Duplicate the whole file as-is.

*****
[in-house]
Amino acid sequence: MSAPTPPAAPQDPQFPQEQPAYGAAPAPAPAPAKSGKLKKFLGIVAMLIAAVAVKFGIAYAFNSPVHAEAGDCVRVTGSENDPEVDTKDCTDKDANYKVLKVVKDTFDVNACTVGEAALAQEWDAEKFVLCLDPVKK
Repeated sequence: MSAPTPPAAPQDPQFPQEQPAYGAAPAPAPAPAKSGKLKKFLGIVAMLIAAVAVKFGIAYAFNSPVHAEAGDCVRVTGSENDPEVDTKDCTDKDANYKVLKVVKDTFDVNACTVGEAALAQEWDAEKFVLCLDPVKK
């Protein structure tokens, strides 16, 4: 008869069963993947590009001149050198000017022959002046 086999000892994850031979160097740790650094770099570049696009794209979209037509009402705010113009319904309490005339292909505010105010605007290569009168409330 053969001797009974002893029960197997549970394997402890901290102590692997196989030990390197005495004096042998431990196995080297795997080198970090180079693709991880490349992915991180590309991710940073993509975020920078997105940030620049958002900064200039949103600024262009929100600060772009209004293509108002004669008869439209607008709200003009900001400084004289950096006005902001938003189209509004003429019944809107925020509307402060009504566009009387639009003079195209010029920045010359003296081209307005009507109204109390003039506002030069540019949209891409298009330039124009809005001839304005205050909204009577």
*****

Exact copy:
[in-house]
Amino acid sequence: MSAPTPPAAPQDPQFPQEQPAYGAAPAPAPAPAKSGKLKKFLGIVAMLIAAVAVKFGIAYAFNSPVHAEAGDCVRVTGSENDPEVDTKDCTDKDANYKVLKVVKDTFDVNACTVGEAALAQEWDAEKFVLCLDPVKK
Repeated sequence: MSAPTPPAAPQDPQFPQEQPAYGAAPAPAPAPAKSGKLKKFLGIVAMLIAAVAVKFGIAYAFNSPVHAEAGDCVRVTGSENDPEVDTKDCTDKDANYKVLKVVKDTFDVNACTVGEAALAQEWDAEKFVLCLDPVKK
């Protein structure tokens, strides 16, 4: 008869069963993947590009001149050198000017022959002046 086999000892994850031979160097740790650094770099570049696009794209979209037509009402705010113009319904309490005339292909505010105010605007290569009168409330 053969001797009974002893029960197997549970394997402890901290102590692997196989030990390197005495004096042998431990196995080297795997080198970090180079693709991880490349992915991180590309991710940073993509975020920078997105940030620049958002900064200039949103600024262009929100600060772009209004293509108002004669008869439209607008709200003009900001400084004289950096006005902001938003189209509004003429019944809107925020509307402060009504566009009387639009003079195209010029920045010359003296081209307005009507109204109390003039506002030069540019949209891409298009330039124009809005001839304005205050909204009577």